How the intervention might work

Early delivery pre-empts stillbirth but can increase caesarean section rate and respiratory distress syndrome in neonates.

The efficacy of topical emollients has not been tested in clinical trials but they seem to provide temporary relief from pruritus in some women and are safe in pregnancy (RCOG 2011). Calamine lotion contains zinc oxide (ZnO) and 0.5% iron oxide (Fe2O3) and has antipruritic and antiseptic properties. One to two per cent menthol in aqueous cream affects A delta sensory nerve fibres and suppresses histamine-induced itching (Bernhard 1994; Bromma 1995). Diprobase contains liquid paraffin, white soft paraffin, cetomacrogol and cetostearyl alcohol. The principle behind its use is to provide symptomatic relief from itching due to its moisturising properties. Balneum Plus cream contains urea and lauromacrogols; the hydrophilic properties of urea hydrate the skin and the local anaesthetic properties of lauromacrogols cause a soothing effect.

Chlorpheniramine is a first-generation alkylamine antihistamine. Its use in obstetric cholestasis has not been tested in a clinical trial but it seems to provide symptomatic relief from itching in some women. It can cause sedation but is otherwise safe in pregnancy.

Dexamethasone decreases the synthesis of fetal and maternal adrenocorticotrophin hormone (ACTH). It also reduces production and secretion of oestrogen precursors dehydroepiandrosterone (DHEA) and DHEA sulphate from both maternal and fetal adrenal glands (Kauppila 1979; Simmer 1975). More than 50% of oestrogen in the maternal circulation is derived from the fetor-placental unit. Reduction of maternal oestrogen levels may be the possible mechanism by which it may improve cholestasis (Diac 2006).

The role of phenobarbitone in cholestasis was first demonstrated by Cunningham in 1968 (Cunningham 1968). Animal models suggest that phenobarbitone increases the excretion of bile salts into the biliary tree and enhances bile flow (Klaasen 1970; Robinson 1971).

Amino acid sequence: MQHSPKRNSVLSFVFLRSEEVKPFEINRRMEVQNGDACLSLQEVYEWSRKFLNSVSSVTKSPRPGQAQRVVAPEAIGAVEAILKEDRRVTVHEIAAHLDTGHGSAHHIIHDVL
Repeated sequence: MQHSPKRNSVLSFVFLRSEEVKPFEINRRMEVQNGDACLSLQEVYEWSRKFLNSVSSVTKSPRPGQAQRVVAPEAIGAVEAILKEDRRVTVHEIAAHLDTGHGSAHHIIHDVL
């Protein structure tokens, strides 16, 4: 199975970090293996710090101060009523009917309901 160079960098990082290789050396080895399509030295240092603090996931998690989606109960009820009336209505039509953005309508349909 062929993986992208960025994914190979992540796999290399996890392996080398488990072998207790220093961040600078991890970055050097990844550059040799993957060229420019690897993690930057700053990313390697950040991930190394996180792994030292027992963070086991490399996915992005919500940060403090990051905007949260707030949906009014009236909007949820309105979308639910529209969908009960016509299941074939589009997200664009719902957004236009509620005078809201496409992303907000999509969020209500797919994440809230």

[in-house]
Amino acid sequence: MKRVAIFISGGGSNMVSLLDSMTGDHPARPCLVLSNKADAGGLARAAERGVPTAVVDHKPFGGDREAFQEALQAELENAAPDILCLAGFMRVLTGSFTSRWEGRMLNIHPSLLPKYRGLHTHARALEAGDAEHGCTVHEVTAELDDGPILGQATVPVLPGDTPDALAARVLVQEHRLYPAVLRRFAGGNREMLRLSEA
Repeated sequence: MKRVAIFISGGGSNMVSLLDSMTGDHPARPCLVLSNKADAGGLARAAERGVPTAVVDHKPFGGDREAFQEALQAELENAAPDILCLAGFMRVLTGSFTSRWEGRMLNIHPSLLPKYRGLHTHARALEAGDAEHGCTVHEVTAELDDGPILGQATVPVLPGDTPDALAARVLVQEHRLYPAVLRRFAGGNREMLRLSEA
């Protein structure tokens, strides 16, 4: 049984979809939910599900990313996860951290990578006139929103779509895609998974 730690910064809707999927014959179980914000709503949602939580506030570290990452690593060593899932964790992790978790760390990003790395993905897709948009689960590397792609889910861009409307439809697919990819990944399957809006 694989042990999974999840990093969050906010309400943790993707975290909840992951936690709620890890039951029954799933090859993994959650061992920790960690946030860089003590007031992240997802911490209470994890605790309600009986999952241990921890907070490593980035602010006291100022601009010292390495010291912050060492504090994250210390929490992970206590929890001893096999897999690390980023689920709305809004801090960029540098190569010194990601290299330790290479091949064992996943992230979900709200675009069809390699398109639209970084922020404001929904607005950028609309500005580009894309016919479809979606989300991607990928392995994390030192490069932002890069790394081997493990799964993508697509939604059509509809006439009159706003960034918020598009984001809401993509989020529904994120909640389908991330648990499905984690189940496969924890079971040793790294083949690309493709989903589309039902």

Activated charcoal is a highly porous carbon compound. It is widely used to treat acute poisoning following oral ingestion, where it binds to the toxin and prevents its absorption from the stomach and intestine. It can effectively adsorb bile salts in vitro (Krasopoulos 1980).

Guar gum is a viscous polysaccharide obtained from guar beans. It helps to hold plant cells together. Its main use is in the food industry where it is used to thicken or add texture to foods and drinks (Insel 2010). It is also used to add thickness in lotions and creams, to bind ingredients together in tablets and was widely used as an appetite suppresser in weight loss formulations in the past. Guar gums binds the bile acids to the intestinal contents, which are then expelled from the body (Morgan 1993).

Cholestyramine is a resin that binds to bile acids in the intestine and prevents their reabsorption. Consequently, it may interfere with the absorption of fat-soluble vitamins, including vitamin K, which is essential for blood coagulation. This may increase the risk of postpartum haemorrhage in the mother and intracranial haemorrhage in the fetus (Sadler 1995).

S-adenosylmethionine is produced from methionine and adenosine triphosphate (ATP) in all mammalian cells. Liver is the principal site where it is produced and metabolised (Cantoni 1952). It is an important methyl group donor and plays a crucial role in the biosynthesis of phospholipids, which are important for maintaining the fluidity of hepatic cell membranes and excretion of oestrogen metabolites (Boelsterli 1983). Interference with hepatic SAMe biosynthesis may cause and predispose hepatocytes to injury. Experiments on rat models indicate that SAMe can reverse cholestasis (Stramentinoli 1981). The exact mechanism of action remains unclear.